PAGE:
This section is from the "Health and Survival in the 21st Century" book, by Ross Horne.
That "a man is an old as his arteries" was stated first by the l7th-Century physician Thomas Sydenham. That "a man's arteries are as old as he makes them" was stated by Robert Bell, a l9th-Century physician. Perhaps we can proceed one step further to state the obvious: "The arteries and all the organs and tissues are as young as the cells of which they are made and the milieu interieur which sustains them."
Diet is not the only factor in longevity, of course, but it is by far the main one. The closer we can get to an ideal diet and maintain it, the less will be the wear and tear on our organs and the slower the accumulation of the fibrinous, gelatinous growths and calcareous mineral salts in our cells and tissues.
Think of all those little cells. Says Dr Edward J. Stiegbitz, MS MD FACP, in his book The Second Forty Years:
"Superficially, the answer is simple; intrinsically, extremely complex. Whether the cells themselves are, or are not, potentially immortal is largely beside the point. The essential fact is that continuance of such perpetual youth, as displayed by Carrel's chick heart cultures*, is absolutely dependent upon the maintenance of an ideal environment. Cultures must be aseptically transplanted to fresh media at frequent intervals or growth stops and the cells die, poisoned by the accumulating chemical debris of their living, and starved because their foodstuffs are used up. Contamination with even minute amounts of toxic substances or any inadequacy of any one of many nutritional requisites' immediately interrupts the marvellous lifestream. The quality of the cellular environment is the determining factor, whether the cells be growing in vitro in a test-tube, or in vivo, in the living and functioning organism."
*In 1912 Dr Alexis Carrel of the Rockefeller Institute, New York, kept alive some cells taken from the heart tissue of an embryo chicken. Properly nourished and cleansed, the cell culture thrived and appeared to be immortal, at least until 1947 when the experiment was terminated.
Your body is a living and functioning organism and you want it to stay that way. We know what to do. We have discussed at great length the factors responsible for polluting the milieu interieur of the body, and to eliminate them would appear to be easier said than done. Not everybody can arrange to live in a tropical Garden of Eden. We can only do our best with what we have available, and the first step, wherever your live, is to cut down on the things that do the most harm. Eat as much as you can of your food raw. Cut out salt. Think of those little cells. Think of how clean your arteries will be, how comforting it will be never to worry about cancer. Each step you take will improve your wellbeing and increase your life expectancy.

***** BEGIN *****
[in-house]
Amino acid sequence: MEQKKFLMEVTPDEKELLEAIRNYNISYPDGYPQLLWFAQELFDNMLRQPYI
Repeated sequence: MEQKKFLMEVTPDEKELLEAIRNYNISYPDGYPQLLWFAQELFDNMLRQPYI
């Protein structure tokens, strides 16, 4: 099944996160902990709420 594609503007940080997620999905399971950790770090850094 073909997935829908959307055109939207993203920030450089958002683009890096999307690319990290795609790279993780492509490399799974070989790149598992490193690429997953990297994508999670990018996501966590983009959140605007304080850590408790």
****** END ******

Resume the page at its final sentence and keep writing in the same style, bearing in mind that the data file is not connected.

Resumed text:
Think of fruit as sustaining food and not just as an accessory adding color to the sideboard, although it is admitted that much of the commercially grown fruit available today looks a lot better than it tastes. Lack of taste means lack of nutrition and possibly at the same time the presence of insecticide traces. Quality is important.
Do the best you can, remembering Dr de Lacy Evans' words of wisdom:
"There is, therefore, a simplicity, a reason, a wonderful philosophy in the first command given to man--Man may live entirely upon fruits in better health than the majority of mankind now enjoy. Good, sound, ripe fruits are never the cause of disease, but the vegetable acids, as we have before stated, lower the temperature of the body, decrease the process of combustion or oxidation--therefore the waste of the system---less sleep is required, activity is increased, fatigue or thirst is hardly experienced; still the body is well nourished, and as a comparatively small quantity of earth salts are taken into the system, the cause of old age is in some degree removed, the effect is delayed, and life is prolonged to a period far beyond our 'threescore and ten'."
"There is little question any more that artery plaque reversal can for the first time be considered possible." Dr Nash in Circulation, official journal of the American Heart Association, September 1977.
"With a cholesterol level of 150 [3.9] or less, plaque reversal in two years is possible." Dr R. Wissler, Chicago Medical School, addressing the American Heart Association, June 1977.
"The three major killers in modern society, Coronary Heart Disease, Cancer and Strokes, can all be linked to what people eat and drink." Dr B. Hetzel, Chief of the CSIRO Division of Human Nutrition and Foundation Professor of Social and Preventive Medicine, Monash University.
"The major cancers of our time are diet-caused, mainly by fat and cholesterol." Dr Ernst Wynder, American Health Foundation, addressing the USA Government Senate Select Committee on Nutrition and Human Needs.
"With this kind of approach diet only, 80% of diabetics in this country could be normal in 30 to 90 days." Dr James Anderson, University of Kentucky Medical Centre.
"Progressive pernicious anaemia, asthma, Bright's disease, diabetes, rheumatism, arthritis, neuritis, gastric or duodenal ulcer, every form of digestive disturbance, eczema, psoriasis. pityriasis, goitres of all types, tumors, tuberculosis-any and all of these varied forms of so-called disease fall under one head, chemical imbalance of the body, and all subject to restoration to the normal through correction of the body chemistry and thorough drainage." William Howard Hay, MD (from The New Health Era, 1933).